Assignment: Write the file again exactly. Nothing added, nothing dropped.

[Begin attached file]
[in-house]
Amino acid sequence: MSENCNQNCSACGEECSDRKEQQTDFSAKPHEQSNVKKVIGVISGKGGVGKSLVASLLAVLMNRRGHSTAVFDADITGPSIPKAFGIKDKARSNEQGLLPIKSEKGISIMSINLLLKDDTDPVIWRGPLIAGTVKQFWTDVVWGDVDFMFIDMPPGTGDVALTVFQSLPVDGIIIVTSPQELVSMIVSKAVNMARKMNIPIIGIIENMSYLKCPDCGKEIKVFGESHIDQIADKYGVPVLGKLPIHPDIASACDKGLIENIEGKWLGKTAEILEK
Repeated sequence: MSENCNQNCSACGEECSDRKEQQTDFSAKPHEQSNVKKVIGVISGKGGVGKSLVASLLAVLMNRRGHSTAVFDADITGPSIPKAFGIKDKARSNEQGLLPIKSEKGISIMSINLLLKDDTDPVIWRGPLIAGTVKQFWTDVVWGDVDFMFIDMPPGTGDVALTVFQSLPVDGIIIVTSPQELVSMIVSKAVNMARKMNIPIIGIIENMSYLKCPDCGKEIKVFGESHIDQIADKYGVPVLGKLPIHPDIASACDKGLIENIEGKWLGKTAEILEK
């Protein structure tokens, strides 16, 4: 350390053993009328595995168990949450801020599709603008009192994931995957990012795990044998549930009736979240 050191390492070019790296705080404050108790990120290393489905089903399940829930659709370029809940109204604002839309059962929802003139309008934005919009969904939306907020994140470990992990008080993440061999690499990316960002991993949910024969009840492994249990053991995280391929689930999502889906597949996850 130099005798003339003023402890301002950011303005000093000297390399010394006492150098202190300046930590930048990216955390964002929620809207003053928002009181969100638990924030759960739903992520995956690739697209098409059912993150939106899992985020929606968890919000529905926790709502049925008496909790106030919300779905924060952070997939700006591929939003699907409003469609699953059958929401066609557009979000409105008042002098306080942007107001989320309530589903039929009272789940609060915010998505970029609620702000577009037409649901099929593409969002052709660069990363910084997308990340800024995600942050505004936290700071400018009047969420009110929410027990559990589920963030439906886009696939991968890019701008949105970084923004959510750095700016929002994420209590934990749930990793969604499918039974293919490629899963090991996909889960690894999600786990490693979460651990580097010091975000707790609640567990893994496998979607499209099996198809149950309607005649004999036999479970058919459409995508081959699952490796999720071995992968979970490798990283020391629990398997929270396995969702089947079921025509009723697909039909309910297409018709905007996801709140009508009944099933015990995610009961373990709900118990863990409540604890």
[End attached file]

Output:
[in-house]
Amino acid sequence: MSENCNQNCSACGEECSDRKEQQTDFSAKPHEQSNVKKVIGVISGKGGVGKSLVASLLAVLMNRRGHSTAVFDADITGPSIPKAFGIKDKARSNEQGLLPIKSEKGISIMSINLLLKDDTDPVIWRGPLIAGTVKQFWTDVVWGDVDFMFIDMPPGTGDVALTVFQSLPVDGIIIVTSPQELVSMIVSKAVNMARKMNIPIIGIIENMSYLKCPDCGKEIKVFGESHIDQIADKYGVPVLGKLPIHPDIASACDKGLIENIEGKWLGKTAEILEK
Repeated sequence: MSENCNQNCSACGEECSDRKEQQTDFSAKPHEQSNVKKVIGVISGKGGVGKSLVASLLAVLMNRRGHSTAVFDADITGPSIPKAFGIKDKARSNEQGLLPIKSEKGISIMSINLLLKDDTDPVIWRGPLIAGTVKQFWTDVVWGDVDFMFIDMPPGTGDVALTVFQSLPVDGIIIVTSPQELVSMIVSKAVNMARKMNIPIIGIIENMSYLKCPDCGKEIKVFGESHIDQIADKYGVPVLGKLPIHPDIASACDKGLIENIEGKWLGKTAEILEK
């Protein structure tokens, strides 16, 4: 350390053993009328595995168990949450801020599709603008009192994931995957990012795990044998549930009736979240 050191390492070019790296705080404050108790990120290393489905089903399940829930659709370029809940109204604002839309059962929802003139309008934005919009969904939306907020994140470990992990008080993440061999690499990316960002991993949910024969009840492994249990053991995280391929689930999502889906597949996850 130099005798003339003023402890301002950011303005000093000297390399010394006492150098202190300046930590930048990216955390964002929620809207003053928002009181969100638990924030759960739903992520995956690739697209098409059912993150939106899992985020929606968890919000529905926790709502049925008496909790106030919300779905924060952070997939700006591929939003699907409003469609699953059958929401066609557009979000409105008042002098306080942007107001989320309530589903039929009272789940609060915010998505970029609620702000577009037409649901099929593409969002052709660069990363910084997308990340800024995600942050505004936290700071400018009047969420009110929410027990559990589920963030439906886009696939991968890019701008949105970084923004959510750095700016929002994420209590934990749930990793969604499918039974293919490629899963090991996909889960690894999600786990490693979460651990580097010091975000707790609640567990893994496998979607499209099996198809149950309607005649004999036999479970058919459409995508081959699952490796999720071995992968979970490798990283020391629990398997929270396995969702089947079921025509009723697909039909309910297409018709905007996801709140009508009944099933015990995610009961373990709900118990863990409540604890």